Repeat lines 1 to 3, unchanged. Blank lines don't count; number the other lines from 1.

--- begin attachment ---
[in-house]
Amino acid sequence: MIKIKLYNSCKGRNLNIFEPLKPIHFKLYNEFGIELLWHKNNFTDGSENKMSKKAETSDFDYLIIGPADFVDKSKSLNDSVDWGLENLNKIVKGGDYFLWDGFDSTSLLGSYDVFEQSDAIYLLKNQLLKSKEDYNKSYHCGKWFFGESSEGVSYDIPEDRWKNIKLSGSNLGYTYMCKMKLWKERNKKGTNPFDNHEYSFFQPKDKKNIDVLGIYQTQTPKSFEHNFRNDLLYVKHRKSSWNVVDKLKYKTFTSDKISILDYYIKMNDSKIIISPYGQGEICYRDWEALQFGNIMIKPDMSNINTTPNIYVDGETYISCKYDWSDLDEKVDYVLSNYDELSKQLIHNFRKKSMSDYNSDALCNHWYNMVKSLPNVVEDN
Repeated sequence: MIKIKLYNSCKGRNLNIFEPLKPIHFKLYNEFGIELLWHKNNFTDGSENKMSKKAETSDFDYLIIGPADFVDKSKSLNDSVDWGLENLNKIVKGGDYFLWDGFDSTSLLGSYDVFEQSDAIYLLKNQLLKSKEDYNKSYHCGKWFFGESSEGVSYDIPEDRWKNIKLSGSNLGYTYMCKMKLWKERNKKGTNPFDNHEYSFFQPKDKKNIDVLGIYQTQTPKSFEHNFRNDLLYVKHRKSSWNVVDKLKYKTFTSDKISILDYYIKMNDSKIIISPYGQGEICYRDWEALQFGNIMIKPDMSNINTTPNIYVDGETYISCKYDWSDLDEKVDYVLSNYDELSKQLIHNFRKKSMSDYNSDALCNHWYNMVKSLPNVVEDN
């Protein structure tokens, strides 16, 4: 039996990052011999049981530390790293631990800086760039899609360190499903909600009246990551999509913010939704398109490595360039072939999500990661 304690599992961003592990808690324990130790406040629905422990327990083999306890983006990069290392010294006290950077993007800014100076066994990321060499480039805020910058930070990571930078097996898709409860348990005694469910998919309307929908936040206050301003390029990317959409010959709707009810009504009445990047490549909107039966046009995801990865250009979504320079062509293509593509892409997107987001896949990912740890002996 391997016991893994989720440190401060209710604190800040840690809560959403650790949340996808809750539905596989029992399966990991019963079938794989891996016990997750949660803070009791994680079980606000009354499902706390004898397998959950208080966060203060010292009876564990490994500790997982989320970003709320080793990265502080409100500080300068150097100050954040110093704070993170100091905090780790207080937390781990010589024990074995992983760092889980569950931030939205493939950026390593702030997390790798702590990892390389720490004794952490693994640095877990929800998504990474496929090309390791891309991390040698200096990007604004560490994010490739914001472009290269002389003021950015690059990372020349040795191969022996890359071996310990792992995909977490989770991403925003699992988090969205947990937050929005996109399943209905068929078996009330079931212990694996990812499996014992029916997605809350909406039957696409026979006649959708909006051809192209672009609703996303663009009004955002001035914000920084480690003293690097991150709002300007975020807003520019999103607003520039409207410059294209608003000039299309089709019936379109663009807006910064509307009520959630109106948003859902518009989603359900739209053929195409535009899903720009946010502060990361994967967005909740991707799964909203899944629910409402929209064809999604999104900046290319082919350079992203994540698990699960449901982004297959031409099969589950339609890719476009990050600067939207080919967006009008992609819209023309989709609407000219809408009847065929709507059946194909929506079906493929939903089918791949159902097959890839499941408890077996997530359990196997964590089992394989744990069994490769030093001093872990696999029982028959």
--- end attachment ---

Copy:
[in-house]
Amino acid sequence: MIKIKLYNSCKGRNLNIFEPLKPIHFKLYNEFGIELLWHKNNFTDGSENKMSKKAETSDFDYLIIGPADFVDKSKSLNDSVDWGLENLNKIVKGGDYFLWDGFDSTSLLGSYDVFEQSDAIYLLKNQLLKSKEDYNKSYHCGKWFFGESSEGVSYDIPEDRWKNIKLSGSNLGYTYMCKMKLWKERNKKGTNPFDNHEYSFFQPKDKKNIDVLGIYQTQTPKSFEHNFRNDLLYVKHRKSSWNVVDKLKYKTFTSDKISILDYYIKMNDSKIIISPYGQGEICYRDWEALQFGNIMIKPDMSNINTTPNIYVDGETYISCKYDWSDLDEKVDYVLSNYDELSKQLIHNFRKKSMSDYNSDALCNHWYNMVKSLPNVVEDN
Repeated sequence: MIKIKLYNSCKGRNLNIFEPLKPIHFKLYNEFGIELLWHKNNFTDGSENKMSKKAETSDFDYLIIGPADFVDKSKSLNDSVDWGLENLNKIVKGGDYFLWDGFDSTSLLGSYDVFEQSDAIYLLKNQLLKSKEDYNKSYHCGKWFFGESSEGVSYDIPEDRWKNIKLSGSNLGYTYMCKMKLWKERNKKGTNPFDNHEYSFFQPKDKKNIDVLGIYQTQTPKSFEHNFRNDLLYVKHRKSSWNVVDKLKYKTFTSDKISILDYYIKMNDSKIIISPYGQGEICYRDWEALQFGNIMIKPDMSNINTTPNIYVDGETYISCKYDWSDLDEKVDYVLSNYDELSKQLIHNFRKKSMSDYNSDALCNHWYNMVKSLPNVVEDN